34 results found
Makinde J, Nduati EW, Freni-Sterrantino A, et al., 2021, A novel sample selection approach to aid the identification of factors that correlate wth the control of HIV-1 infection, Frontiers in Immunology, Vol: 12, Pages: 1-12, ISSN: 1664-3224
Individuals infected with HIV display varying rates of viral control and disease progression, with a small percentage of individuals being able to spontaneously control infection in the absence of treatment. In attempting to define the correlates associated with natural protection against HIV, extreme heterogeneity in the datasets generated from systems methodologies can be further complicated by the inherent variability encountered at the population, individual, cellular and molecular levels. Furthermore, such studies have been limited by the paucity of well-characterised samples and linked epidemiological data, including duration of infection and clinical outcomes. To address this, we selected 10 volunteers who rapidly and persistently controlled HIV, and 10 volunteers each, from two control groups who failed to control (based on set point viral loads) from an acute and early HIV prospective cohort from East and Southern Africa. A propensity score matching approach was applied to control for the influence of five factors (age, risk group, virus subtype, gender, and country) known to influence disease progression on causal observations. Fifty-two plasma proteins were assessed at two timepoints in the 1st year of infection. We independently confirmed factors known to influence disease progression such as the B*57 HLA Class I allele, and infecting virus Subtype. We demonstrated associations between circulating levels of MIP-1α and IL-17C, and the ability to control infection. IL-17C has not been described previously within the context of HIV control, making it an interesting target for future studies to understand HIV infection and transmission. An in-depth systems analysis is now underway to fully characterise host, viral and immunological factors contributing to control.
Boelen L, Debebe B, Silveira M, et al., 2018, Inhibitory killer-cell immunoglobulin-like receptors strengthen CD8+ T cell-mediated control of HIV-1, HCV and HTLV-1, Science Immunology, Vol: 3, Pages: 1-16, ISSN: 2470-9468
Killer cell immunoglobulin-like receptors (KIRs) are expressed predominantly on natural killer cells, where they play a key role in the regulation of innate immune responses. Recent studies show that inhibitory KIRs can also affect adaptive T cell–mediated immunity. In mice and in human T cells in vitro, inhibitory KIR ligation enhanced CD8+ T cell survival. To investigate the clinical relevance of these observations, we conducted an extensive immunogenetic analysis of multiple independent cohorts of HIV-1–, hepatitis C virus (HCV)–, and human T cell leukemia virus type 1 (HTLV-1)–infected individuals in conjunction with in vitro assays of T cell survival, analysis of ex vivo KIR expression, and mathematical modeling of host-virus dynamics. Our data suggest that functional engagement of inhibitory KIRs enhances the CD8+ T cell response against HIV-1, HCV, and HTLV-1 and is a significant determinant of clinical outcome in all three viral infections.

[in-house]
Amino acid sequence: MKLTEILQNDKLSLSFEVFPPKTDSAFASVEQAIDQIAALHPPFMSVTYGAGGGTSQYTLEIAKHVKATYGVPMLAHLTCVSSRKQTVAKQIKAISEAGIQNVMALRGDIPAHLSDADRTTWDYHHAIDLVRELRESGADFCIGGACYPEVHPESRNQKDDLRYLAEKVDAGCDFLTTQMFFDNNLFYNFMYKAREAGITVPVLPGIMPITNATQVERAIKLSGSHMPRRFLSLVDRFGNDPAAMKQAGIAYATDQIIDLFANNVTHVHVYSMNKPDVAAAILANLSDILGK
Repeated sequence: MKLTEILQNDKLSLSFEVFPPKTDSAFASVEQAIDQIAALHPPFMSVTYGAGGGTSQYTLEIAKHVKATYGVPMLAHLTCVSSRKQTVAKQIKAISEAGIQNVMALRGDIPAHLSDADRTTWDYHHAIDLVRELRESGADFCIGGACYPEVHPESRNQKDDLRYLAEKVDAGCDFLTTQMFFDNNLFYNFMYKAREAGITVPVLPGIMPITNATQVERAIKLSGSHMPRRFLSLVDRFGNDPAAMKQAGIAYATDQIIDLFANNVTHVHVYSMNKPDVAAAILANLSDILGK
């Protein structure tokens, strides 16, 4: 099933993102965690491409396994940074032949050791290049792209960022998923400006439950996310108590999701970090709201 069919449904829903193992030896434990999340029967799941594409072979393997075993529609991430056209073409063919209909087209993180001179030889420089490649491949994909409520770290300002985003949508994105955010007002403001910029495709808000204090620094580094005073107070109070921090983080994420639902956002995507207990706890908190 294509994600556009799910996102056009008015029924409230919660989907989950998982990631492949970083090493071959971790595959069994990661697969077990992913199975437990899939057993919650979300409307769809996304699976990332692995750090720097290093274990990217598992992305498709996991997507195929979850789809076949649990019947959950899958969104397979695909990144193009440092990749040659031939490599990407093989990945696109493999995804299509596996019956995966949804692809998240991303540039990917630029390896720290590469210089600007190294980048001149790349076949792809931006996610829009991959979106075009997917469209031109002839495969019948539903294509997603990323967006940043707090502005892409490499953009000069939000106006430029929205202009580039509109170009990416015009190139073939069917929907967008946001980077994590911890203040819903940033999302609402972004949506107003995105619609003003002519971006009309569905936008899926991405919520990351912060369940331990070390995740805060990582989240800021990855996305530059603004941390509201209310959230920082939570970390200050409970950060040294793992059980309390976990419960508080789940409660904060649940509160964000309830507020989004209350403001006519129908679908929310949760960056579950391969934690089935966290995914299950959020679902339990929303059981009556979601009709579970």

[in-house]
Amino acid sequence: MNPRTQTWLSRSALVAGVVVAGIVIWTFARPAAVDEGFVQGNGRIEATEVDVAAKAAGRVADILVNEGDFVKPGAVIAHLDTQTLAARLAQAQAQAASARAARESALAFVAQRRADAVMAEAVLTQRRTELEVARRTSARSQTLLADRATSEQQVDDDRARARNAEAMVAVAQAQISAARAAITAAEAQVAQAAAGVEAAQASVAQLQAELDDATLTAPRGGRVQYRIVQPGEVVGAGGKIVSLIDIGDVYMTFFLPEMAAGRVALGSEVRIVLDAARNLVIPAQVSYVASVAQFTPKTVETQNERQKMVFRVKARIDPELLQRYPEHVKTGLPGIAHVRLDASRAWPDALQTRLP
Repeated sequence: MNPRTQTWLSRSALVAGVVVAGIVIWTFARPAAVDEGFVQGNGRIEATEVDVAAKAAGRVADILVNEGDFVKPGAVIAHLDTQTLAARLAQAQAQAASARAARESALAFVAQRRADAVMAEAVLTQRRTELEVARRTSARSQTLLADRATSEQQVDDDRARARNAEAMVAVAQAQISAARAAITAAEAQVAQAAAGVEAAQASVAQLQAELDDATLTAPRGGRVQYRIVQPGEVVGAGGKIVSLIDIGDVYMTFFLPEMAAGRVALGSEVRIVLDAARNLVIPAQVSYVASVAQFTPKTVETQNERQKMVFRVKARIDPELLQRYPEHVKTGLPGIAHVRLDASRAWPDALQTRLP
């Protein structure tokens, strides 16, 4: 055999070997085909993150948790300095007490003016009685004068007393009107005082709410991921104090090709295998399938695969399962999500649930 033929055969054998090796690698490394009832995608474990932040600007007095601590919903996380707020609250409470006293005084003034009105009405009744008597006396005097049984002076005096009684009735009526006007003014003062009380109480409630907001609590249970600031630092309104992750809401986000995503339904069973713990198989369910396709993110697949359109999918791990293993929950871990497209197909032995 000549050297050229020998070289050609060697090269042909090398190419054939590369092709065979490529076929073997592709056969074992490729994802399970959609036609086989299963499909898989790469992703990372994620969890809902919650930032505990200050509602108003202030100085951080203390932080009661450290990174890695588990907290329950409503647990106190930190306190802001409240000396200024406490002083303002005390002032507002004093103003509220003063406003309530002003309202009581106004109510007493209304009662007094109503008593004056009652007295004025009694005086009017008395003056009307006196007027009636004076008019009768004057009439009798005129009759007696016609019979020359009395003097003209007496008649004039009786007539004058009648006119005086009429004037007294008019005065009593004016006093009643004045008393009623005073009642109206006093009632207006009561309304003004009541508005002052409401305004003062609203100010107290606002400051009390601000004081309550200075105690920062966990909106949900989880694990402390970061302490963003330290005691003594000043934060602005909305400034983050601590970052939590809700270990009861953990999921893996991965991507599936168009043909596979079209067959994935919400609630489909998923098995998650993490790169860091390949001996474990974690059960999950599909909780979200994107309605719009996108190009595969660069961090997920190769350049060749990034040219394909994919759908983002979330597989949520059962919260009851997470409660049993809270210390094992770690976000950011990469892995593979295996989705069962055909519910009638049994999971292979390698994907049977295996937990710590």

Fernandez N, Makinde J, Black SL, et al., 2018, The Generation and Validation of Autologous CD8 and CD4 T Cell Lines for Use as Assay Controls in HIV Viral Inhibition Assays, HIV Research for Prevention Meeting (HIVR4P) - AIDS Vaccine, Microbicide and ARV-Based Prevention Science, Publisher: MARY ANN LIEBERT, INC, Pages: 247-247, ISSN: 0889-2229
Makinde J, Nduati EW, Kibirige C, et al., 2018, Classification of HIV Controllers in an Acute Infection Cohort to Enable Systems Investigation of Signatures Associated With Control of Infection, HIV Research for Prevention Meeting (HIVR4P) - AIDS Vaccine, Microbicide and ARV-Based Prevention Science, Publisher: MARY ANN LIEBERT, INC, Pages: 377-377, ISSN: 0889-2229
Makinde J, Hayes P, Black SL, et al., 2018, A Rapid Protocol for Enriching Peptide-specific CD8 T Cell Lines to Determine Their Contribution to Viral Inhibition, HIV Research for Prevention Meeting (HIVR4P) - AIDS Vaccine, Microbicide and ARV-Based Prevention Science, Publisher: MARY ANN LIEBERT, INC, Pages: 246-246, ISSN: 0889-2229
Kvirkvelia N, Chikadze N, Makinde J, et al., 2018, Investigation of factors influencing the immunogenicity of hCG as a potential cancer vaccine, CLINICAL AND EXPERIMENTAL IMMUNOLOGY, Vol: 193, Pages: 73-83, ISSN: 0009-9104
Miles JJ, Tan MP, Dolton G, et al., 2018, Peptide mimic for influenza vaccination using nonnatural combinatorial chemistry, JOURNAL OF CLINICAL INVESTIGATION, Vol: 128, Pages: 1569-1580, ISSN: 0021-9738
Polypeptide vaccines effectively activate human T cells but suffer from poor biological stability, which confines both transport logistics and in vivo therapeutic activity. Synthetic biology has the potential to address these limitations through the generation of highly stable antigenic “mimics” using subunits that do not exist in the natural world. We developed a platform based on D–amino acid combinatorial chemistry and used this platform to reverse engineer a fully artificial CD8+ T cell agonist that mirrored the immunogenicity profile of a native epitope blueprint from influenza virus. This nonnatural peptide was highly stable in human serum and gastric acid, reflecting an intrinsic resistance to physical and enzymatic degradation. In vitro, the synthetic agonist stimulated and expanded an archetypal repertoire of polyfunctional human influenza virus–specific CD8+ T cells. In vivo, specific responses were elicited in naive humanized mice by subcutaneous vaccination, conferring protection from subsequent lethal influenza challenge. Moreover, the synthetic agonist was immunogenic after oral administration. This proof-of-concept study highlights the power of synthetic biology to expand the horizons of vaccine design and therapeutic delivery.